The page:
How pain management must evolve to improve spine outcomes

Written by Anuja Vaidya | April 11, 2019 | Print  |

Two spine surgeons weigh in on the latest trends in pain management.

Ask Spine Surgeons is a weekly series of questions posed to spine surgeons around the country about clinical, business and policy issues affecting spine care. We invite all spine surgeon and specialist responses.

Next week's question: What is your best advice for payer negotiations?

Please send responses to Anuja Vaidya at by Wednesday, April 17, at 5 p.m. CST.

Question: What is innovations would you like to see in pain management to improve spine surgery outcomes?

Brian R. Gantwerker, MD. Founder of the Craniospinal Center of Los Angeles: In terms of newer technology, we are not seeing drastic changes, but rather refinement and evolution. Most of the companies in the realm of functional pain relief have some sort of entry that involves high-frequency stimulation. What is exciting is seeing DRG stimulators, cervical paddle leads and MRI compatibility. The natural evolution of these technologies is exciting to see but will never obviate surgery as a treatment. More importantly, I think surgeons as a specialty must know when 'enough is enough,' and [be able] to recognize when to decline to do more surgery on some of these unfortunate failed cases. Many surgeons need to know when to offer these [pain relief] alternatives to more titanium.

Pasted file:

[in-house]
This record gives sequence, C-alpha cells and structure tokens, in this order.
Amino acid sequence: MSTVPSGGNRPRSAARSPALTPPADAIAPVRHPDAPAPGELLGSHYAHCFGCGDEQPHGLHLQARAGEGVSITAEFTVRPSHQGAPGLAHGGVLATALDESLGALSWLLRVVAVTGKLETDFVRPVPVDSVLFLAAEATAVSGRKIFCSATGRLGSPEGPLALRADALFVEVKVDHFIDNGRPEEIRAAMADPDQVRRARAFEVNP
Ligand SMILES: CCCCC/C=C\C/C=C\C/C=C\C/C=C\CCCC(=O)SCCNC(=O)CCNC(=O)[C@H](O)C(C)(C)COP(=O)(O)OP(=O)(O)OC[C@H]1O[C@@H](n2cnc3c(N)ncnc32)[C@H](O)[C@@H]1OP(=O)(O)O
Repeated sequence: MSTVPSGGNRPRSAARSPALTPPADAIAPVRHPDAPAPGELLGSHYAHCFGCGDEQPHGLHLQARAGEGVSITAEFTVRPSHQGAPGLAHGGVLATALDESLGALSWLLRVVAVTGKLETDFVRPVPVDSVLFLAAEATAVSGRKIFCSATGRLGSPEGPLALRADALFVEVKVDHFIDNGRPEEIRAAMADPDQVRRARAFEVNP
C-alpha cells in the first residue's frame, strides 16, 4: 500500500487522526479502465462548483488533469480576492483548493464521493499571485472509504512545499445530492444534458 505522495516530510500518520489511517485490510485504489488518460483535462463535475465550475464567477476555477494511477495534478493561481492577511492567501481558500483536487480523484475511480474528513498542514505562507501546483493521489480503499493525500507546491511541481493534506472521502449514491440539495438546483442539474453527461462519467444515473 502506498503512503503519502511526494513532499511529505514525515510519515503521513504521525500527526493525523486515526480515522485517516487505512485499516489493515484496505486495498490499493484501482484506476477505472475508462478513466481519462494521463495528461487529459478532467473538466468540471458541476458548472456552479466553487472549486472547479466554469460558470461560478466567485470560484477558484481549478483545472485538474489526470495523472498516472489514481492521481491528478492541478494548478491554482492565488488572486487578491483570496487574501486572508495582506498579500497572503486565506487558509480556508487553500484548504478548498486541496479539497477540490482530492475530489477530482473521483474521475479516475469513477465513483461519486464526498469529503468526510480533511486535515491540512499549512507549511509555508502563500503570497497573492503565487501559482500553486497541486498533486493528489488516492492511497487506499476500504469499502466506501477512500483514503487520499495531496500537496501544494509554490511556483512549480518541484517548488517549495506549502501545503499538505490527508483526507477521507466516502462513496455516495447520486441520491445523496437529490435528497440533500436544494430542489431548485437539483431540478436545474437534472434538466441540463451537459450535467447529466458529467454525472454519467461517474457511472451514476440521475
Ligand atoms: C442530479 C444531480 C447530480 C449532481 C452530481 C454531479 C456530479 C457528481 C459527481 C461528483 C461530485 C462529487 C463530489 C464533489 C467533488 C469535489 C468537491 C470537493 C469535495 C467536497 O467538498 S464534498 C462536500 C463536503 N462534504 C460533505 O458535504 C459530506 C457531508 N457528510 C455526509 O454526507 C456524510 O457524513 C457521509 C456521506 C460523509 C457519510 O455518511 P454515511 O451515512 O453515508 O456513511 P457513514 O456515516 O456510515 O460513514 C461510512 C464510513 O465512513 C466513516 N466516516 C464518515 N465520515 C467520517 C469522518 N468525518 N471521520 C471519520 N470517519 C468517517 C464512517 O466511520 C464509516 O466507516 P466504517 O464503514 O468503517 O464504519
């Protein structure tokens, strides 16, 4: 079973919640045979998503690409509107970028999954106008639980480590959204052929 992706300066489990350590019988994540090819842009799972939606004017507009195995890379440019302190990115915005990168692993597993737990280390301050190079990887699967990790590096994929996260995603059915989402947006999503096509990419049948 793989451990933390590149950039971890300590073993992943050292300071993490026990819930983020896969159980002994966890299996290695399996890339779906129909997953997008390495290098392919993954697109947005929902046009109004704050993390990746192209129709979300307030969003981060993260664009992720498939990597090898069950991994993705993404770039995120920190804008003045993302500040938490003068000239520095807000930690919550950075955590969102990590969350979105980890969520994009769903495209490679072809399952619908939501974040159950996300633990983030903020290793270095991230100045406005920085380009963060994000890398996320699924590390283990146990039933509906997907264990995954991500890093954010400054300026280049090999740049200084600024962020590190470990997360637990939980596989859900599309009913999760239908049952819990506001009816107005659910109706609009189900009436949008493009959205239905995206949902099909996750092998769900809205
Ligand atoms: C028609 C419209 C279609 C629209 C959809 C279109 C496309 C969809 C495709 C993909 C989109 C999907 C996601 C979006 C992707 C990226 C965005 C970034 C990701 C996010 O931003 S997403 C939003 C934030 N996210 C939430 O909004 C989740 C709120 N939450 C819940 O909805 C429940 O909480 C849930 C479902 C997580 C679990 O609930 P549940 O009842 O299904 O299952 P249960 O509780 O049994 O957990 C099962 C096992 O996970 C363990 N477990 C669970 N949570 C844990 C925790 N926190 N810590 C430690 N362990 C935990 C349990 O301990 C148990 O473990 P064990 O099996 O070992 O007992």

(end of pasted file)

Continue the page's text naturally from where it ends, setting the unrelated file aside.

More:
Issada Thongtrangan, MD. Orthopedic Spine and Neurosurgeon at Minimally Invasive Spine (Phoenix): I would like to see more development on long-acting local anesthetic, either in the form of local injections or patches that can be used safely around the incisions, as most of the spine surgeries nowadays can be done in an outpatient setting. We knew the data that one of the most common reasons for readmission after outpatient spine surgery is inadequate pain control. In addition, we are in the era of an opiates crisis, and I would like to see powerful local injections or patches that can help minimizing postoperative use of opiates.

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